A hostile work environment exists when an employee experiences workplace harassment and fears going to work because of the offensive, intimidating, or oppressive atmosphere generated by the harasser. Bullies can create a hostile work environment in our community associations. Residents need to be warned against this type of behavior, and boards should take immediate action to stop it. Remember, while this may be where you live, it is a workplace—our workplace!

According to the Department of Labor, workplace violence is any act or threat of physical violence, harassment, intimidation, or other threatening, disruptive behavior that occurs at the work site. It ranges from threats and verbal abuse to physical assaults and even homicide.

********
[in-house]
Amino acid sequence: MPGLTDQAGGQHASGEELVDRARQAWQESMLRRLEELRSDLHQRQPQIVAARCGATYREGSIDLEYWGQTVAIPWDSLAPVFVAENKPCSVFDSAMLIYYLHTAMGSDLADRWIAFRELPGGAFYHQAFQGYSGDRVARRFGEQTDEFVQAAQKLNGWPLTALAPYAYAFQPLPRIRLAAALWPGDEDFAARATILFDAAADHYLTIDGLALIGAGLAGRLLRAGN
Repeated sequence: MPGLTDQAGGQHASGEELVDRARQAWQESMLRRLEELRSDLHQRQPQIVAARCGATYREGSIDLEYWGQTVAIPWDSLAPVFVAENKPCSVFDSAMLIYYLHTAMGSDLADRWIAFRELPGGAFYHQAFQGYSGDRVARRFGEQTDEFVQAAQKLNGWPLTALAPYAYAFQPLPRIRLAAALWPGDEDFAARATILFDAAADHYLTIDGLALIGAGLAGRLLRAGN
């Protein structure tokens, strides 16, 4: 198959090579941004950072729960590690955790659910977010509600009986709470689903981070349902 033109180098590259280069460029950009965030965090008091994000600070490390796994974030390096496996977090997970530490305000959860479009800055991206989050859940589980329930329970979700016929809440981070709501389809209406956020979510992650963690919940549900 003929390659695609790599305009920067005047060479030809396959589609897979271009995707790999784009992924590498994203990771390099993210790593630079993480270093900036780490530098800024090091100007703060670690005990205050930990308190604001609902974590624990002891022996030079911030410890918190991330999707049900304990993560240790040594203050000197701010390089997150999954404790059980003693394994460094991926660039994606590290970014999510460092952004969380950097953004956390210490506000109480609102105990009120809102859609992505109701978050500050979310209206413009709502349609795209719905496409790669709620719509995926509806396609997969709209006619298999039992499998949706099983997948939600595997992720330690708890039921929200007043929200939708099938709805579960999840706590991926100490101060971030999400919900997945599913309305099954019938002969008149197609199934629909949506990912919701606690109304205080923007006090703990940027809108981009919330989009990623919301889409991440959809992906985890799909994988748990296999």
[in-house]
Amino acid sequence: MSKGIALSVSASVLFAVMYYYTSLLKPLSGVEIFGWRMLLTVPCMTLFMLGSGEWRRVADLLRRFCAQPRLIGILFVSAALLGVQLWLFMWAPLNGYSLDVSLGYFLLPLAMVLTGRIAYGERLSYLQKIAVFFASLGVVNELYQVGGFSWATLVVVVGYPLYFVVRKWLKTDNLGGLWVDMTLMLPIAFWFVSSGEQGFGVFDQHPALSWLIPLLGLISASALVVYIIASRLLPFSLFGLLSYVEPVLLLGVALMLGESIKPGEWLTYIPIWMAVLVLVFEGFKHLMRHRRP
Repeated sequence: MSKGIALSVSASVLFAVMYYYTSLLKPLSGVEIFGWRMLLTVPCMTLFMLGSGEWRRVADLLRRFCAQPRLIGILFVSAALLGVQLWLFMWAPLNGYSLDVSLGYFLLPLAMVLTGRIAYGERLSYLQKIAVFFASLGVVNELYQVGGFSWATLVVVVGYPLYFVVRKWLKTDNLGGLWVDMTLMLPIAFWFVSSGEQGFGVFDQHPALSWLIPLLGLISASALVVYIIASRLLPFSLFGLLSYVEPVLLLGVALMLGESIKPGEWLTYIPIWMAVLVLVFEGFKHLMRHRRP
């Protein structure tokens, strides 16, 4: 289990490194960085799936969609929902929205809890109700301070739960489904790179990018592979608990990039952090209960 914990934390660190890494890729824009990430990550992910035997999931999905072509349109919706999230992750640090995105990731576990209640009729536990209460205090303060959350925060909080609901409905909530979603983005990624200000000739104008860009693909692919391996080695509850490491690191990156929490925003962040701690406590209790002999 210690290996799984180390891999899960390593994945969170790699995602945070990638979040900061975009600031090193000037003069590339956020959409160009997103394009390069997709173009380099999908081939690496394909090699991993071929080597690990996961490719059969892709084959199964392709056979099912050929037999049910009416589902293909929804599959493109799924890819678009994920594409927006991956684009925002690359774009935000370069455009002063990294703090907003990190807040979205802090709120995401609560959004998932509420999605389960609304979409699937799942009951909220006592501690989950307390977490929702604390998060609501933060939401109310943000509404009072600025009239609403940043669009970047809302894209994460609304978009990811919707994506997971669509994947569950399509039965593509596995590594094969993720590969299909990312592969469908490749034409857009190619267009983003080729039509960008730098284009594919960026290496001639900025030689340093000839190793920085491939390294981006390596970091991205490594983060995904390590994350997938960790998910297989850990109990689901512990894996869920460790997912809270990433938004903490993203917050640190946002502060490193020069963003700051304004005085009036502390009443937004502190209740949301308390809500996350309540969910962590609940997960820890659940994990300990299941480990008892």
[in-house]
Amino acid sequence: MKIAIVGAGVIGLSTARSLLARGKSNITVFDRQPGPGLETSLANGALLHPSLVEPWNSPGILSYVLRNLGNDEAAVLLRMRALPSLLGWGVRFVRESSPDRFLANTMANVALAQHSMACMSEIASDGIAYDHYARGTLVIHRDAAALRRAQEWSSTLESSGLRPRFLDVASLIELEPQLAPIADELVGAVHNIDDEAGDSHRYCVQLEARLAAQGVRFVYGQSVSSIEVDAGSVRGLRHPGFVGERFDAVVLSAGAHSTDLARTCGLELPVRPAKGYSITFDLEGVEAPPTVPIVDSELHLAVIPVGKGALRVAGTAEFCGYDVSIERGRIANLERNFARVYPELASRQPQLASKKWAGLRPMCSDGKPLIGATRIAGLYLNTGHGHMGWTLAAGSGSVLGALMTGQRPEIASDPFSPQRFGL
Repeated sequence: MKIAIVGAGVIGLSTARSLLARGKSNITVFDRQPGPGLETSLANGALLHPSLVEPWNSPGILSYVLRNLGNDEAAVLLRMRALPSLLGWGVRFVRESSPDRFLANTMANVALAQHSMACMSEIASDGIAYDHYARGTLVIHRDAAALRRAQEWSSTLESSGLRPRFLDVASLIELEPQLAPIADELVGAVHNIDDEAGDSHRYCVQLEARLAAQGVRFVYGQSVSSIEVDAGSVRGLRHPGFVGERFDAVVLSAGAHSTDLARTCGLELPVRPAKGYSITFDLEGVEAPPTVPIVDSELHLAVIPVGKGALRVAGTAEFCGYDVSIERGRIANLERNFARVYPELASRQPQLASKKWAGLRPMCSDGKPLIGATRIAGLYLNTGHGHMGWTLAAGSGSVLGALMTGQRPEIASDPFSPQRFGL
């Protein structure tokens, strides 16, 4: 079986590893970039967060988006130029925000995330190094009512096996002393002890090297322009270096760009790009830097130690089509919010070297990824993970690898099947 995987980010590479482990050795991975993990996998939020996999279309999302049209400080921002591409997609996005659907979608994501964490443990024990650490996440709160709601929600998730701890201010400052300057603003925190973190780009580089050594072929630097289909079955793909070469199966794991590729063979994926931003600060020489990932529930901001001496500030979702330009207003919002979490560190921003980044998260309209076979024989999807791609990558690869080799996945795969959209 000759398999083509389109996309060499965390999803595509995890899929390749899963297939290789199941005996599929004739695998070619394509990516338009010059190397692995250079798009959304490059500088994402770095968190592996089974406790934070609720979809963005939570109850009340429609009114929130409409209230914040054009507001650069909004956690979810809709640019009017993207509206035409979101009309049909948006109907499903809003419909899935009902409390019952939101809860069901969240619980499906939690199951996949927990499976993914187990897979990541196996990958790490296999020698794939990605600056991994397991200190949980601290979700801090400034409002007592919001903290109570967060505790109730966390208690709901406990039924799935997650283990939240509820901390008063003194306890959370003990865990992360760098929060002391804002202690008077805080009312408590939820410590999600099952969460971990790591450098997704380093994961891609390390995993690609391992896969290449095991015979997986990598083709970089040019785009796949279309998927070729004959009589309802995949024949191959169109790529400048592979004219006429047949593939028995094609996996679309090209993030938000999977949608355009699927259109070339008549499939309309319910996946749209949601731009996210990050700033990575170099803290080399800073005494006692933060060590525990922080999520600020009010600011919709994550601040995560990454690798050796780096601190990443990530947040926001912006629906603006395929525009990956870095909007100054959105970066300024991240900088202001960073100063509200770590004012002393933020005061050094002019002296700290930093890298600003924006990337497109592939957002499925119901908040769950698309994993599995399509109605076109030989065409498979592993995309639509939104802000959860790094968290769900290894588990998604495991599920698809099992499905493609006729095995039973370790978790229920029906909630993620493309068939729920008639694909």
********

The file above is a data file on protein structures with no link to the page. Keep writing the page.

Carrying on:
If your association has employees, be sure to check your Employment Practices Liability Insurance (EPLI) policy for requirements regarding harassment policies. One cooperative association recently received the following notice:

We were advised by Greenwich Insurance that your business currently does not have policies regarding harassment, discrimination, or employment at will… Greenwich Insurance requires that you adopt and distribute policies regarding harassment, discrimination, and employment at will to your employees within 30 days of coverage.

A quote from The True Joy in Life sums it up pretty well: This is the true joy in life—being used for a purpose recognized by yourself as a mighty one… being a force of nature instead of a feverish, selfish clod of ailments and grievances complaining that the world will not devote itself to making you happy. I am of the opinion that my life belongs to the whole community, and as long as I live, it is my privilege to do for it whatever I can. I want to be thoroughly used up when I die, for the harder I work, the more I live. I rejoice in life for its own sake.

—George Bernard Shaw